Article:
1. Make a list of things you need--and stick to it! Only write down things that you need to purchase, preferably those items which are on sale and that you have a coupon for. On your list, make a star next to the items you have coupons for so that you don't forget to use them. Which leads us to... 2. Use coupons. Once you're over your initial fear of handing someone a coupon (Will this person think I'm cheap, Will this person think I'm poor---what the heck! This person will think you're a smart shopper. And you should not care what anyone thinks.) you'll be searching for coupons everywhere. Save even more by shopping at stores that double your coupons, or combine a store coupon with a manufacturer's coupon. See my previous post for more tips on the art of couponing. 3. Keep your shopping simple. Plan inexpensive meals, such as spaghetti, tuna noodle casserole, stir-fry, chili, soups, homemade pizza, tacos, etc. These meals don't require you to purchase fancy ingredients that typically cost more. 4. Set a time limit for shopping. It has been proven that the longer you're in a store, the more you spend. While I've never done an official study, personal experience tells me that I continue putting junk in the cart for as long as I am in a store. Get in, get what you need, and get out fast!
5. Try store brands. Not all store brands are the same as their name-brand competition, however, so this will take some experimentation. Many stores have a satisfaction guarantee on their store label products and will refund your money if you aren't happy with your purchase.
My family will happily eat Great Value canned vegetables, Frosted Fruit Spins and Spaghetti Hoops, but I insist on buying name brands of certain items. Laundry detergent and cleaning supplies in my house are always name-brand. I can usually get these items inexpensively using coupons and purchasing them on sale for slightly more than the store brands.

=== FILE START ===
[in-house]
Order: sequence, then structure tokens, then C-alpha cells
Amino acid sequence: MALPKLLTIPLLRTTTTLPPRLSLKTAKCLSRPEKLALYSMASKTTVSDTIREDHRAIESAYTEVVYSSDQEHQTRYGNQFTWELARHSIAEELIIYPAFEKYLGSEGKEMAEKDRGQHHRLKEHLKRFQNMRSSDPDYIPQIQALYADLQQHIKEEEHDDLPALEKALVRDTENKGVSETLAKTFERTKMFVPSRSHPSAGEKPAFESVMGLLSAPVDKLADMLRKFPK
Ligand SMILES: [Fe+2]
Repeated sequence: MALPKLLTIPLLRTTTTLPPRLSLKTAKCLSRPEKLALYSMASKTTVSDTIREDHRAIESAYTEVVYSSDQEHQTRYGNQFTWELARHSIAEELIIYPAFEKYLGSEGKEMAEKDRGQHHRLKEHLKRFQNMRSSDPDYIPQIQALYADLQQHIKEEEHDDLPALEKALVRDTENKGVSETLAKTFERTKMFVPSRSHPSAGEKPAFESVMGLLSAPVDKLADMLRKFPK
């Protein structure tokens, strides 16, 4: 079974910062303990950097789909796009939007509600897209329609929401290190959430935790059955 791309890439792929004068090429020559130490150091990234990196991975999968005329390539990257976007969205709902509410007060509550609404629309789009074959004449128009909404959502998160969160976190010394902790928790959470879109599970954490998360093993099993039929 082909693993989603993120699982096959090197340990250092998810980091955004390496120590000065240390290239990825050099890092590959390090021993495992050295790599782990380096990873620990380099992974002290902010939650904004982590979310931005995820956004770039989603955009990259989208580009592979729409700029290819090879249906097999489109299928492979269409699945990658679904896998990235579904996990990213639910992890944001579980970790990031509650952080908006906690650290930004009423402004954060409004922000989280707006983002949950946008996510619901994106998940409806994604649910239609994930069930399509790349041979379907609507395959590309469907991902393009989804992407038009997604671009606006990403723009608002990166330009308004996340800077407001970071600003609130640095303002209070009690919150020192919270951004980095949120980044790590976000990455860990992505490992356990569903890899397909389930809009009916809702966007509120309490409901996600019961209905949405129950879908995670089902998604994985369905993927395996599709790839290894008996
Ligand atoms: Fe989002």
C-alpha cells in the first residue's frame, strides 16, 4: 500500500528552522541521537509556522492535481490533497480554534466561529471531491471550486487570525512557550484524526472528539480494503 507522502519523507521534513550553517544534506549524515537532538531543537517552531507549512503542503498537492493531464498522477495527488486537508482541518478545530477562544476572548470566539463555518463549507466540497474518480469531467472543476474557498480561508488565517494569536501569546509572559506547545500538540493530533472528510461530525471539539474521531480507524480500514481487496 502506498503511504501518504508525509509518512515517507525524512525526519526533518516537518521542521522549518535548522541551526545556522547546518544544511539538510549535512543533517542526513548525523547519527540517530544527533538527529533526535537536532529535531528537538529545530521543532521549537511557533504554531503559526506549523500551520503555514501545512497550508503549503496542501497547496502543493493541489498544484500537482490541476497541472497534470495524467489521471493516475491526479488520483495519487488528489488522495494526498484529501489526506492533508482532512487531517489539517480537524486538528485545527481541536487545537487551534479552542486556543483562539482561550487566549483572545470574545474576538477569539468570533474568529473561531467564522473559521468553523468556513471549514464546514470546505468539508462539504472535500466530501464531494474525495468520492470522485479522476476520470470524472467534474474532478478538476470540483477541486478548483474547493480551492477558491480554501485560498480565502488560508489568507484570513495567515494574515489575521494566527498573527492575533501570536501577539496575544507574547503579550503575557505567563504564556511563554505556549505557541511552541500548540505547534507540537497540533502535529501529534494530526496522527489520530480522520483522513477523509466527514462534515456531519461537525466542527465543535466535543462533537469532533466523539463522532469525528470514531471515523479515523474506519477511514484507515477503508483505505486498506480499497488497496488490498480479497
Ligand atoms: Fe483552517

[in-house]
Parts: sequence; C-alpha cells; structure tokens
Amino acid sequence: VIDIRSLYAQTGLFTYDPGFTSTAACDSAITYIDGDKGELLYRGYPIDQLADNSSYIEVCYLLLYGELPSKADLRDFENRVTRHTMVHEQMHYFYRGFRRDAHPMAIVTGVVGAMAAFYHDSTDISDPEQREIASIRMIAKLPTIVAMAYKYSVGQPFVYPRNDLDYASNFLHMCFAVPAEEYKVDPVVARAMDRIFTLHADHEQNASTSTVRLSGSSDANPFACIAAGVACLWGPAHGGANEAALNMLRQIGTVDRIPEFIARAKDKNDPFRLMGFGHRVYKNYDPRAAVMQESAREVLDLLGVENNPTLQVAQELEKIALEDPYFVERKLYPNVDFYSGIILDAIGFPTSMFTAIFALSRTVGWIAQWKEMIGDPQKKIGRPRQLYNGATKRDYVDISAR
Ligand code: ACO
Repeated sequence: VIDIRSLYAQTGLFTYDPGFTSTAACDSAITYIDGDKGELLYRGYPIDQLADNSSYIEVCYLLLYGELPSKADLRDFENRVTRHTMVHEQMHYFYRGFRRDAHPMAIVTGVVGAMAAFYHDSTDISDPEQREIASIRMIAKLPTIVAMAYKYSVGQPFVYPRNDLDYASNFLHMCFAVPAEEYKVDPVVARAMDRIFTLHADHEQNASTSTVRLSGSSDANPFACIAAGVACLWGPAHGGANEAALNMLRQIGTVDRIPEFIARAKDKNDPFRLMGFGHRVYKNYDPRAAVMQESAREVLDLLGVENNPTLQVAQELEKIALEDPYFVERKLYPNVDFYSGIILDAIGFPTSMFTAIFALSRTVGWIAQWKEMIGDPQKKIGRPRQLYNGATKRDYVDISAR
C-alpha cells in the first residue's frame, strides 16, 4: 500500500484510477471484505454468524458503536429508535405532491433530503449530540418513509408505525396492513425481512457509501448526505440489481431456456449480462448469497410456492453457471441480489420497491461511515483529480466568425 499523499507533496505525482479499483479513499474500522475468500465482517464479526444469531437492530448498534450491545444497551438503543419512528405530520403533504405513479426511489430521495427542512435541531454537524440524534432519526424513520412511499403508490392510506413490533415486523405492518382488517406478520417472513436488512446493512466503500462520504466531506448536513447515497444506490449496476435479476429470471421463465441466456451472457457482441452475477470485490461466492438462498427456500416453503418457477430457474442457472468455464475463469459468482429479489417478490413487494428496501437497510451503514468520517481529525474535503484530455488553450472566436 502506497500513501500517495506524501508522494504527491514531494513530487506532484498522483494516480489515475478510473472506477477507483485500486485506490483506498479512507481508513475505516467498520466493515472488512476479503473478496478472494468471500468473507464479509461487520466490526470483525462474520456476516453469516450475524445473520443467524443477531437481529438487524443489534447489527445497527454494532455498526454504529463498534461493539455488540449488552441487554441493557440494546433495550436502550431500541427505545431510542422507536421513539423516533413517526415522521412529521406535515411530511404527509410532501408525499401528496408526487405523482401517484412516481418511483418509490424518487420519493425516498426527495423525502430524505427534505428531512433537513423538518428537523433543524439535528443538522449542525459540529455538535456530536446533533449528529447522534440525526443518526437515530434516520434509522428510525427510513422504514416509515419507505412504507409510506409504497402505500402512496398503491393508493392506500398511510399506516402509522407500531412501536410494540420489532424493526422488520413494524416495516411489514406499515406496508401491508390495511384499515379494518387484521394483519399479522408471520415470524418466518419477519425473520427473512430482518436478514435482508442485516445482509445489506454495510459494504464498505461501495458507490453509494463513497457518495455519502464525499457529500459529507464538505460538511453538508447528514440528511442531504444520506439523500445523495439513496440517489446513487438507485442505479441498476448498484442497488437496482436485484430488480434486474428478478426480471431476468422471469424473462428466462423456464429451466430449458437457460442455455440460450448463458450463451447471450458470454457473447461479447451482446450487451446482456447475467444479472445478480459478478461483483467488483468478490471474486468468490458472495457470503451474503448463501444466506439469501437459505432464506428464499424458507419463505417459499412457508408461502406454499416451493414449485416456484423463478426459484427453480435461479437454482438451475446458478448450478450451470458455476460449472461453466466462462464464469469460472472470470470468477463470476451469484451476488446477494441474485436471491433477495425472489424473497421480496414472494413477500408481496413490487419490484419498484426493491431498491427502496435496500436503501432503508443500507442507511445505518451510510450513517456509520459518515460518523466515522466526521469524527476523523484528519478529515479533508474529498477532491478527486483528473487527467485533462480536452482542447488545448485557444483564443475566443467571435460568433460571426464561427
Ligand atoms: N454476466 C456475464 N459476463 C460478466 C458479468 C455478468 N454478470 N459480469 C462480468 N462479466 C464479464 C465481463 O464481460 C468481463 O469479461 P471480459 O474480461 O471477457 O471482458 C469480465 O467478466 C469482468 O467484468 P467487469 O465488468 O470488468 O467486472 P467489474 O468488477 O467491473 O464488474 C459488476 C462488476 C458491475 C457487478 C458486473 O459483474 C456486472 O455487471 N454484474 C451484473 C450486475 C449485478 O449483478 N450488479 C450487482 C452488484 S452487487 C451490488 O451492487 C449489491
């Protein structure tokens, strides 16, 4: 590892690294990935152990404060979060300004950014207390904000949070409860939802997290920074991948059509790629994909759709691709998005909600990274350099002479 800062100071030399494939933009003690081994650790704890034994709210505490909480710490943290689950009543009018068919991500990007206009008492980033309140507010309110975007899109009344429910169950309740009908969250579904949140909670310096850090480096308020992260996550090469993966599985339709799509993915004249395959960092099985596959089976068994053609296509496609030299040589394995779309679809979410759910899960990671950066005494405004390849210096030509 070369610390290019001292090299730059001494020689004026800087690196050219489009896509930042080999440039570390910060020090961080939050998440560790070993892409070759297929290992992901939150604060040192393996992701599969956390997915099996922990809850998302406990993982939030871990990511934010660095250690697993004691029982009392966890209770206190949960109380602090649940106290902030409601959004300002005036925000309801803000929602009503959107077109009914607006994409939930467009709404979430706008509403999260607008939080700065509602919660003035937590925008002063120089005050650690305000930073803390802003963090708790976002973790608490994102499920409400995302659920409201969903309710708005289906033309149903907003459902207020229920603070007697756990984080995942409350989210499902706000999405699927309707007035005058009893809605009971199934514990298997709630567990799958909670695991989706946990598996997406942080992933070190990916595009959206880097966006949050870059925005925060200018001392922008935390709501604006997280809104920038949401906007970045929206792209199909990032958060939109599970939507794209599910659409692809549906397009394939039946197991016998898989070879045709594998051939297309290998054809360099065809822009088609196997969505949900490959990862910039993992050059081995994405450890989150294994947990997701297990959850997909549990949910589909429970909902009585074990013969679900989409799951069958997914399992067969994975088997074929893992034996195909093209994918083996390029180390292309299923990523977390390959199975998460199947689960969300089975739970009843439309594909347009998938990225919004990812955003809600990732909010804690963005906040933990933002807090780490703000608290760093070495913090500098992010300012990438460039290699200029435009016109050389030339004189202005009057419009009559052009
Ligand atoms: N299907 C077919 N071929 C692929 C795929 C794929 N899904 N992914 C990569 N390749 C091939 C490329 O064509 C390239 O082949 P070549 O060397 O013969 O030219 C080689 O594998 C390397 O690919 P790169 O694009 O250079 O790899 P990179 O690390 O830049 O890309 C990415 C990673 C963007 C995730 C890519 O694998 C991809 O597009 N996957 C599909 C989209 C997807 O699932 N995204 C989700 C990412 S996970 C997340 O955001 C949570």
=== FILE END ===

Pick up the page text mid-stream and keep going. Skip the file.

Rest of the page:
6. Eat before you shop. You'll be less tempted to make impulse buys when your tummy isn't growling and nothing sounds appetizing. You will also be better able to stick to your list!
7. Shop alone or be willing to speak up to your spouse or kids about sticking to the list. Even a toddler can understand this concept. When they were smaller, I always let my kids "borrow" a toy from the toy department while I shopped and then we put it back before we checked out. This kept them entertained and they didn't learn the bad habit of asking for things throughout the store.
8. Make your own "convenience foods." I'm not suggesting that you learn how to make cheese or churn your own butter. Buy orange juice concentrate and mix it with your very own tap water for half the price of prepared juice. Make your own cookie dough, roll it into balls and freeze it until you're ready to bake it. Buy cheese in bricks and slice or shred it yourself. Learn how to make pizza dough or bread in a bread maker. Make soup in a crock pot or on the stove top. These things are relatively easy and can save quite a bit.
9. Avoid the deli counter. I love deli salads and all of the overpriced meats that can be had at the deli counter, don't get me wrong. But, it's a rip-off. Make your own pasta salad (cooked spiral pasta, a bottle of Italian salad dressing, and your favorite veggies). Buy meat when it's on special---at my local grocery store (Meijer) all of the cut deli meat and cheeses are half-price after 8pm. Stock up and freeze it for future use.
10. Re-evaluate before checking out. Poke around your cart to see if there is at least one item you can live without. Maybe it is something you were undecided about or maybe it is that bag of chips you tossed in. Whatever you choose, by taking something out, you're saving money. Hand that item or items to the cashier and he or she will gladly put it back for you.